When patients do not meet the collectibility criteria, those amounts should not be recognized as revenue at the time of service. In these instances, revenue should be recognized when collections are reasonably assured and for an amount that is determinable.
Cost vs. Charges in Quantifying Charity Care
Over the past decade, an important distinction has emerged in the reporting of charity care. In the past, charges were the prevalent basis for quantifying charity care. In the revisions to Statement 15, however, the P&P Board emphasizes that costs, not charges, should be the basis for reporting the amount of charity care provided, accompanied by sufficient information to provide a clear context for the numbers reported. Reporting based on costs is more reliably measured and provides more consistency when comparing amounts of charity care from different providers and the amounts of resources consumed in providing charity care.
Because this distinction is not yet universally held, HFMA urges the Committee and all users of financial information to take care when comparing charity care statistics that the same basis of measurement is used before drawing conclusions.
Patient Financial Communications
In 2000, HFMA launched the Patient Friendly Billing project, a cross-disciplinary, nationwide initiative to make patient financial communications clear, concise, correct, and caring. Over the years, work groups have addressed topics ranging from patient glossaries to financial assistance policies to consumerism.
HFMA and other participants of the Patient Friendly Billing project believe that all financial communications, from advising patients of available financial assistance to the practices of third party collection agencies, should be based on the following ideals:
- The needs of patients and family members should be paramount when designing administrative processes and communications.
- Information gathering should be coordinated with other providers and insurers, and this collection process should be done efficiently, privately, and with as little duplication as possible.
- Whenever possible, communication of financial information should not occur during the medical encounter.
- The average reader should easily understand the language and format of financial communications.
- Continuous improvement of the billing process should be made by implementing better practices and incorporating feedback from patients and consumers.
During the July 13 hearing, witnesses were asked specifically about how information about financial assistance and charity care policies should be communicated to patients. The principles listed above and the February 2005 Patient Friendly Billing project report on how hospitals can review and improve their financial assistance policies, demonstrate HFMA's agreement that the availability of financial assistance and charity care policy information should be broadly communicated. The report addresses ways hospitals can meet that priority, and was accompanied by an extensive collection of resources, including examples of patient communication brochures.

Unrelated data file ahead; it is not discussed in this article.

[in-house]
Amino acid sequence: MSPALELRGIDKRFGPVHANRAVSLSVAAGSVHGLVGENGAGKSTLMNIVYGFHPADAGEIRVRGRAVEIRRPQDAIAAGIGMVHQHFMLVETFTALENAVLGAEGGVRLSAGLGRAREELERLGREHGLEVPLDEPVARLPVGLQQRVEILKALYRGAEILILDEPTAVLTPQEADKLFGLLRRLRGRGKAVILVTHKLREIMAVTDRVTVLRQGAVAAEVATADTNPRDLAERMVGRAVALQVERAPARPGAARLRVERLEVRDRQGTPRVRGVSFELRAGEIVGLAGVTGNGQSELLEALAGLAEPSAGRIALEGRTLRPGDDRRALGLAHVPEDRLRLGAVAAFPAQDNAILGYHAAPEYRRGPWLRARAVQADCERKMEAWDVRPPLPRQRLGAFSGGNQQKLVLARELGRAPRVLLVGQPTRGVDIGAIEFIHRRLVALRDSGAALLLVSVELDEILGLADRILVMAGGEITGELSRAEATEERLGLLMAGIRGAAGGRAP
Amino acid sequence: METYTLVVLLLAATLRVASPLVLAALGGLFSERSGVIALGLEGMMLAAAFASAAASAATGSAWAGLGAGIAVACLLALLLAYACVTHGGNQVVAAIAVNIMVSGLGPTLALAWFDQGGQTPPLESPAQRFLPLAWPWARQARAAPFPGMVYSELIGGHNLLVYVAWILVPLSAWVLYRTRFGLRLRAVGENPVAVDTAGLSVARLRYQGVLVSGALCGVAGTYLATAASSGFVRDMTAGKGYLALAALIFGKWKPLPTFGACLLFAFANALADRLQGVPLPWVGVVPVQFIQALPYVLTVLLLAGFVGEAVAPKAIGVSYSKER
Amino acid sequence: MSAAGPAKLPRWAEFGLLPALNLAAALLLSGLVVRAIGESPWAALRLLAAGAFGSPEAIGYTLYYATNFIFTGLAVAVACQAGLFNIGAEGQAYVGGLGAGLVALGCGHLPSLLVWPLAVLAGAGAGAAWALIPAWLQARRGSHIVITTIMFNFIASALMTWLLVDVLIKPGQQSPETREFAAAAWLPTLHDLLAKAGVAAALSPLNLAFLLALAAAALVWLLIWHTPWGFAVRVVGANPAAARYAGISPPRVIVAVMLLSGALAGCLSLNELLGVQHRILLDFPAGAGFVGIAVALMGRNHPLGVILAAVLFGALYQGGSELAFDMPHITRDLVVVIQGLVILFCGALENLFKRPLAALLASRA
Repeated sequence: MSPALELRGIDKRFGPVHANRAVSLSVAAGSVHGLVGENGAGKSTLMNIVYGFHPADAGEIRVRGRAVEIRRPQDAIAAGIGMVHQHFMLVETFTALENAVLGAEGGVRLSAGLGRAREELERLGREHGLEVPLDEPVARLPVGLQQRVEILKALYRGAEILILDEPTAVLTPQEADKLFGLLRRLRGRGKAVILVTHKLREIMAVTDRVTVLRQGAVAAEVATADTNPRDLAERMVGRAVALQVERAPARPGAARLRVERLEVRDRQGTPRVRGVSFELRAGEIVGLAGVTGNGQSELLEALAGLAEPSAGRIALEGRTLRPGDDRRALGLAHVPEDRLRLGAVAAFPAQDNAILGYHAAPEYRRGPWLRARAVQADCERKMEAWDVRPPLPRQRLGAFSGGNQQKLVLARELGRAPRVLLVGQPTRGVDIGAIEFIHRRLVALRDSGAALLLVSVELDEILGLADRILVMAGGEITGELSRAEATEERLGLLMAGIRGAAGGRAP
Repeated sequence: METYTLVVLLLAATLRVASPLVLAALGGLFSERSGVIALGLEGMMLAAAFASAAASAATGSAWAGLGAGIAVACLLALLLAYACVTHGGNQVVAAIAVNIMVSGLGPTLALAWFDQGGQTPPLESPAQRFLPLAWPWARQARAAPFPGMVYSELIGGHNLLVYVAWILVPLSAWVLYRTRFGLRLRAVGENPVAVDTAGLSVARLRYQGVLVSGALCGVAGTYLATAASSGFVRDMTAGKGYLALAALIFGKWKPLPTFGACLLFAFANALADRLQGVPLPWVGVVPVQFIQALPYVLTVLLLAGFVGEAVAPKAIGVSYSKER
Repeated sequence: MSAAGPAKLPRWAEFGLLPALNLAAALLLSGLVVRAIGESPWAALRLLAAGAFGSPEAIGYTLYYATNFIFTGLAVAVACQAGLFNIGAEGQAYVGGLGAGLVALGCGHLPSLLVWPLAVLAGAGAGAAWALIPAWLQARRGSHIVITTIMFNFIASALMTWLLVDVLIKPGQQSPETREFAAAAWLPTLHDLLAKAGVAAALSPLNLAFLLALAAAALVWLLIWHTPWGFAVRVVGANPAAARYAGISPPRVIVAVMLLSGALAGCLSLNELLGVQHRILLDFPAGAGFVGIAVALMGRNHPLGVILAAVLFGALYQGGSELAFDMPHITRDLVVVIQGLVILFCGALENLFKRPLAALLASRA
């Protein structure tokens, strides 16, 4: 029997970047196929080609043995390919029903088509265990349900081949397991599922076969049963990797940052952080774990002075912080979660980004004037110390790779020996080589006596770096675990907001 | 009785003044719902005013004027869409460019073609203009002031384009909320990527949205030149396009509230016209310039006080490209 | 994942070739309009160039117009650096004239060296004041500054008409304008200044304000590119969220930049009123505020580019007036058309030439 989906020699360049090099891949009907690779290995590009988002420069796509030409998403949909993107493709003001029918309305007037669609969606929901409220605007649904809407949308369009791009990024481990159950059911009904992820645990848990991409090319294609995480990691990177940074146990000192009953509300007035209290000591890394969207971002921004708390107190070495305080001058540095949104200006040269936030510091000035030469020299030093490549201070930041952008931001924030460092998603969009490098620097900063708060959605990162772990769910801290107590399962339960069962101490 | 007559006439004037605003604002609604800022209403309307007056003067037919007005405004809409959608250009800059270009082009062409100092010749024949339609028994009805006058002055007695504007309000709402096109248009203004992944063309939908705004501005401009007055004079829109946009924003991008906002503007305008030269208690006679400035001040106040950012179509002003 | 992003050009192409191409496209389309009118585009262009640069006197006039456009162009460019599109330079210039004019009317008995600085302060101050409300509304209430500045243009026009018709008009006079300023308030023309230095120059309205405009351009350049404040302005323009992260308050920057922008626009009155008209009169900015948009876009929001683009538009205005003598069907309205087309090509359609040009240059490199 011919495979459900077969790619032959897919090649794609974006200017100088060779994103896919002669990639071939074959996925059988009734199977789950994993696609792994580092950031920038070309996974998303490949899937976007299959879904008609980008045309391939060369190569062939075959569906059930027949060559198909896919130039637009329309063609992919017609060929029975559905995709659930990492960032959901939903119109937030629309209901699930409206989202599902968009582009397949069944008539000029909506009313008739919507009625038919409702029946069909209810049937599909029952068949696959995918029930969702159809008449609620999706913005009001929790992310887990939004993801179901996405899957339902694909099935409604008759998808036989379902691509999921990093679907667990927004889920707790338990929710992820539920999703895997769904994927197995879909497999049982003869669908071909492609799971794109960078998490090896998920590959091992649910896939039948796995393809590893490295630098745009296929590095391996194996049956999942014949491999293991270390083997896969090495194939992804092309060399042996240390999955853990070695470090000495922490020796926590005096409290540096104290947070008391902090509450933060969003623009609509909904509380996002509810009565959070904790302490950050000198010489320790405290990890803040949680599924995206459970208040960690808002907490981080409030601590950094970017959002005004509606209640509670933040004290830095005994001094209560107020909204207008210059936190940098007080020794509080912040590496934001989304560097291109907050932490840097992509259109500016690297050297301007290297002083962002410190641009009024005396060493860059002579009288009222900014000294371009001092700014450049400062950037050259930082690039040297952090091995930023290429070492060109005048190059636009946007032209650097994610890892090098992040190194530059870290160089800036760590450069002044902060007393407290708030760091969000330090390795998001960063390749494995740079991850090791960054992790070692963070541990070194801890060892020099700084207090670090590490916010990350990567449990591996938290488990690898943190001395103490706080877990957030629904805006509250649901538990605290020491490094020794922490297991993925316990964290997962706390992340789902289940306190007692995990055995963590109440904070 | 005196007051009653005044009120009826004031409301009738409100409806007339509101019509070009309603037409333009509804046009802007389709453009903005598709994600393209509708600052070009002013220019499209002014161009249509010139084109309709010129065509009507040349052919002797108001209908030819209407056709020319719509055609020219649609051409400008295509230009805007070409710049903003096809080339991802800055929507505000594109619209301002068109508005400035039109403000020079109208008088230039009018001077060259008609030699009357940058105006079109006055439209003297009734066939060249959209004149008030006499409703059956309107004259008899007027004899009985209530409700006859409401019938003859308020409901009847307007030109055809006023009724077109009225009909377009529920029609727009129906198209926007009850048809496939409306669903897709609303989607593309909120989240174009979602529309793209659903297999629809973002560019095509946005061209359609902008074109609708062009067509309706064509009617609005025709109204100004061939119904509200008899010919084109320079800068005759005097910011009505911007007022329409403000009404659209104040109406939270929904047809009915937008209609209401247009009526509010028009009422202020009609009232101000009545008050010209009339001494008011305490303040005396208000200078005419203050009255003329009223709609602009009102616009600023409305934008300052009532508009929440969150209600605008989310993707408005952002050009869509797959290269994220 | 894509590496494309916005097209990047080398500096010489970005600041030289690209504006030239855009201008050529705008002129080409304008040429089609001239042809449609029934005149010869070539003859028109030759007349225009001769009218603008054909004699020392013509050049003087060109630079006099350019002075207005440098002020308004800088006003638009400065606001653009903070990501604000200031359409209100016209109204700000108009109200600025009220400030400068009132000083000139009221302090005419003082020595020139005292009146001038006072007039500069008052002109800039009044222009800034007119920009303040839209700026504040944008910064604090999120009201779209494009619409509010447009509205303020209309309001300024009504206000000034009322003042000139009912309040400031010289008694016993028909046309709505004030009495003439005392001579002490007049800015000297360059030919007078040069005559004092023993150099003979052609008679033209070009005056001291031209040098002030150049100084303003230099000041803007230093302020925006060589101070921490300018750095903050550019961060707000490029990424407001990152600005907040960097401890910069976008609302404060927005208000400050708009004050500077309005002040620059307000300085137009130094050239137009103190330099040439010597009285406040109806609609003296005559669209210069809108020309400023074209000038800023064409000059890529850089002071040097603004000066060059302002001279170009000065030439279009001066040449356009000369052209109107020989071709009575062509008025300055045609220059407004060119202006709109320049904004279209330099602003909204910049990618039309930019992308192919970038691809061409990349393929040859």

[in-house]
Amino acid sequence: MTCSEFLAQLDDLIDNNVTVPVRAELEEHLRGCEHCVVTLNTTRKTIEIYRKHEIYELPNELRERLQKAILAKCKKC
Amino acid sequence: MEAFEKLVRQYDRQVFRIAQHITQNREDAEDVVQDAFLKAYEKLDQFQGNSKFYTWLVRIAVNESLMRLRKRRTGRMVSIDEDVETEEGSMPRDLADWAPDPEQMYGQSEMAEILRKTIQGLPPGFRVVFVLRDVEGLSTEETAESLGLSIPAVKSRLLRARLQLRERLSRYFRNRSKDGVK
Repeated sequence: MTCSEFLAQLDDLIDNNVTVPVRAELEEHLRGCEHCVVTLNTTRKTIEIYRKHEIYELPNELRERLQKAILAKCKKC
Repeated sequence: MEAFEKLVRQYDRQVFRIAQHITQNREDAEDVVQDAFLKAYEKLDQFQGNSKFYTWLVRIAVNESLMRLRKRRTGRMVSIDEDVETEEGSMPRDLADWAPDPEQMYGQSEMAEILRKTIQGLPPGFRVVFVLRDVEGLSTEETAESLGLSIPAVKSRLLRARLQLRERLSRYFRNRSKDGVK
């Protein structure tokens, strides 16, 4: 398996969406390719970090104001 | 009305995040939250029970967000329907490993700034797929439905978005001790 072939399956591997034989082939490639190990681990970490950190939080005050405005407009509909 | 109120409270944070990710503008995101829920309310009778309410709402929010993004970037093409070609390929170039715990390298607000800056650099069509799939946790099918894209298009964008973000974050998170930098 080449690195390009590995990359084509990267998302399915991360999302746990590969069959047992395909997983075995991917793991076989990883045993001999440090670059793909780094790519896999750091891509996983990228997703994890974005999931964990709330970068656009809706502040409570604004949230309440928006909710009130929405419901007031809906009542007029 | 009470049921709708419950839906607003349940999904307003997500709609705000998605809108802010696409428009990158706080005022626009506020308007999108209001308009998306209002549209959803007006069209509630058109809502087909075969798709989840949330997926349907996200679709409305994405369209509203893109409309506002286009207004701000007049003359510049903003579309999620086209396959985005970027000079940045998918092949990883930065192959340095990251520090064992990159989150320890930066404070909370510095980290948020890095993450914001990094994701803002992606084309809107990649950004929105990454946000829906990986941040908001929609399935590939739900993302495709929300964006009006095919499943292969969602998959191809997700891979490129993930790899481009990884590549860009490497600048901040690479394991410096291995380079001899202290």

HFMA will continue its commitment to developing and promoting ethical, high-quality healthcare finance practices that allow healthcare financial managers to both support patients' needs and protect the financial and operational well being of healthcare organizations.
HFMA appreciates your recognition that healthcare needs-and the solutions to those needs-differ greatly by community, and therefore solutions, whether legislated or voluntary, must be flexible to ensure the best health outcomes for their communities.
To balance this flexibility and ensure accountability, comparable, scaleable reporting standards will greatly help tax-exempt hospitals accurately document and report the entire range of the community benefits they provide. These comprehensive reports should be communicated regularly and clearly to the public. HFMA believes that the standards put forth in Statement 15 for reporting uncompensated care are an important component of these standards, as are the guidelines developed by the Catholic Health Association.
HFMA hopes that these comments and recommendations are useful as the Finance Committee pursues the best interests of patients, taxpayers, and the nation's healthcare system. We are at your service to help your Committee gain a balanced perspective on this complex issue. If you have additional questions, you may reach me, or Richard Gundling, Vice President of HFMA's Washington, DC, office, at (202) 296-2920. The Association and I look forward to working with you.
Richard L. Clarke, DHA, FHFMA
President and Chief Executive Officer
Healthcare Financial Management Association
HFMA is the nation's leading membership organization for more than 35,000 healthcare financial management professionals. Our members are widely diverse, employed by hospitals, integrated delivery systems, managed care organizations, ambulatory and long-term care facilities, physician practices, accounting and consulting firms, and insurance companies. Members' positions include chief executive officer, chief financial officer, controller, patient accounts manager, accountant, and consultant.
HFMA is a nonpartisan professional practice organization. As part of its education, information, and professional development services, HFMA develops and promotes ethical, high-quality healthcare finance practices. HFMA works with a broad cross-section of stakeholders to improve the healthcare industry by identifying and bridging gaps in knowledge, best practices, and standards.
Attachment: HFMA Resources on Charity Care and Community Benefits
Publication Date: Tuesday, October 03, 2006